3,000 Sq. Ft. Upper East Side Co-op Sells for $2.7M | NYC Co-op Apartment Sales
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3,000 Sq. Ft. Upper East Side Co-op Sells for $2.7M

John Geary, III and Medora Smith Bross Geary just paid $2.7 million for an enormous 10-room pre-war co-op apartment buyer at 520 East 86th Street in Yorkville one Manhattan’s Upper East Side.


Pre-war co-ops of this size rarely come to market, and when they do, they usually go into contract quickly. Considering the size, location, and amenities of this apartment, the price for this Yorkville cooperative was a real bargain. A smaller apartment on the 14th floor in the same co-op sold for $3.785 million nearly two years ago.

John Geary is an analyst at the White Elm Capital edge fund. Medora, also known as ‘Dolly’, works as a grant writer for Goodwill Industries in New York city. The couple were married in 2003.

The seller was Francis Bessenyey, the heir of 19th Cenutry cooper magnate Marcus Daly, an Irish immigrant who headed westward in 1861 from New York in 1861 to make his mining fortune in Montana. With financing from wealthy backers like William Randolph Hearst, Daly was instrumental in creating the Anaconda Copper Mine through the the Anaconda Copper Mining Company, generating millions for himself and his investors.

Anaconda’s mining operations heavily polluted roughly 300 square miles of the surrounding area in Montana. Bought by the Atlantic Richfield Company (ARCO) in 1977, now a unit of BP (formerly known as British Petroleum), the former Anaconda mining area in Montana is one of the largest Superfund environmental cleanup sites in the country. In effect, it is a toxic asset.

According to the U.S. Environmental Protection Agency:

The processing facilities at the site were developed to remove copper from ore mined in Butte from about 1884 through 1980. Milling and smelting produced wastes with high concentrations of arsenic, as well as copper, cadmium, lead and zinc. These contaminants pose potential risks to human health, to life in nearby streams, and to plants and animals in adjacent lands over some 300 square miles. In addition to the millions of cubic yards of tailings, furnace slag, flue dust, and square miles of soil contaminated by airborne wastes, millions of gallons of ground water have been polluted from wastes and soils. Arsenic is the primary COC and drives the remediation.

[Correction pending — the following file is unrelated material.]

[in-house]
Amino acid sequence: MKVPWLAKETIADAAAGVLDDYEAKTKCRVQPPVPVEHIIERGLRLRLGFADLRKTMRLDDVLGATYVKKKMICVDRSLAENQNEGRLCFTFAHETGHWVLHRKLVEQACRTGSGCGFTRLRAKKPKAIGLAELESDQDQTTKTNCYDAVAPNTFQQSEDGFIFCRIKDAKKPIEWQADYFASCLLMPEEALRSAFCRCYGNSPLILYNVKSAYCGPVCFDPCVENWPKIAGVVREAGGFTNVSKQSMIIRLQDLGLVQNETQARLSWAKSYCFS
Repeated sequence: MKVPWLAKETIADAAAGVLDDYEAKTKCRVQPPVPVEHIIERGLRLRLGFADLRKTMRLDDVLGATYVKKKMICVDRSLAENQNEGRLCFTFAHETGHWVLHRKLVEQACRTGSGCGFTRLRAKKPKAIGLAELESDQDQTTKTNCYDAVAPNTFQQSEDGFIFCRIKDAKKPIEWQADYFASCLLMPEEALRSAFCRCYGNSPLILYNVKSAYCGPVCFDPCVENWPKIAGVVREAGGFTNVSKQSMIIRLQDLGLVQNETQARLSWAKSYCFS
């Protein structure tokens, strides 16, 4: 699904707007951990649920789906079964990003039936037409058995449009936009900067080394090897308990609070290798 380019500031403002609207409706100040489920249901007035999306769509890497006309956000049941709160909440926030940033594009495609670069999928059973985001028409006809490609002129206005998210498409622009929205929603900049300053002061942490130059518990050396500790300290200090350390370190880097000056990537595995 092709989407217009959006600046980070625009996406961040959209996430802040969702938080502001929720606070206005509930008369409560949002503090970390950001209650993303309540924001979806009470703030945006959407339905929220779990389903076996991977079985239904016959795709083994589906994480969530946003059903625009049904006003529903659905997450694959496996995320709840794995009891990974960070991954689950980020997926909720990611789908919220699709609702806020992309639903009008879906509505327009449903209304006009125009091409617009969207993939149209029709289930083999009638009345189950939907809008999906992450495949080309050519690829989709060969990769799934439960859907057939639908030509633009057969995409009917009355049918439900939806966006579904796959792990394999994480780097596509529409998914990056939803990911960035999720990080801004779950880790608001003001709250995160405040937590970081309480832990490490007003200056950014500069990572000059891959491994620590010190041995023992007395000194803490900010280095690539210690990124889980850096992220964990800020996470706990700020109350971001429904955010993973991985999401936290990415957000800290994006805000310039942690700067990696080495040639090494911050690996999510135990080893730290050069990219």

You can learn more about the devastating effects of the former Anaconda mining operations, the health and environmental hazards in this January 2009 EPA document.

Curiously, despite the potentially toxic environmental and health hazards that seller Francis Bessenyey’s relative Marcus Daly was instrumental in starting in Montana, Bessenyey appears to have chosen to stay there after selling his 520 East 86th Street co-op apartment. His wife, Eva Barcza Bessenyey, recently passed away in December 2009.

The doorman attended building is pet-friendly, and located just steps away from Carl Schurz Park and Gracie Mansion.

The apartment comes complete with it’s own environmental hazard, a wood-burning fireplace.

Warburg realty brokers Evie Muller and Jean Toedter had the exclusive listing for the sale. Their listing suggests that the apartment needs a little TLC; buyers are seduced into thinking that they can “return this remarkable residence to its gracious elegance.”

In addition to the fireplace, the apartment has another extremely rare feature: a loggia next to the master bedroom. It’s a wonderful place to read bedtime stories to the kids, or drink your coffee while reading the Times early in the morning.

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4 comments

1 Ann Baranowski { 01.19.10 at 2:14 pm }

I think you meant William R. Hearst, not Hearts.

2 Anonymous { 01.19.10 at 2:38 pm }

Also, a little hypocritical, isn’t it, that your coop just made tons of money off those evil, nasty people…maybe you should send those of us who are still living in Montana, in the largest Superfund Site in the US some of the money that you made!

3 Co-op Board { 03.15.10 at 1:30 am }

Thanks, Ann.

4 Co-op Board { 03.15.10 at 1:53 am }

Anonymous,

The co-op doesn’t really make big money from Francis Bessenyey’s sale of his NYC apartment . Bessenyey, the seller, did.

If the co-op a legal ‘flip tax’ that makes owners pay when selling their apartments, then the co-op have funds to put into the building’s financial reserves towards capital expenses (e.g., replacing the boiler or roof) or recurring expenses (e.g., building workers’ salaries).

Montana residents can always explore whether they may have any legal claims against another property owner for contaminating their property, or a Montana mining company for any health-related injuries that they may have suffered while working in a company’s mines (e.g., mesothelioma claims by asbestos miners, arsenic poisoning, bronchogenic carcinomas).

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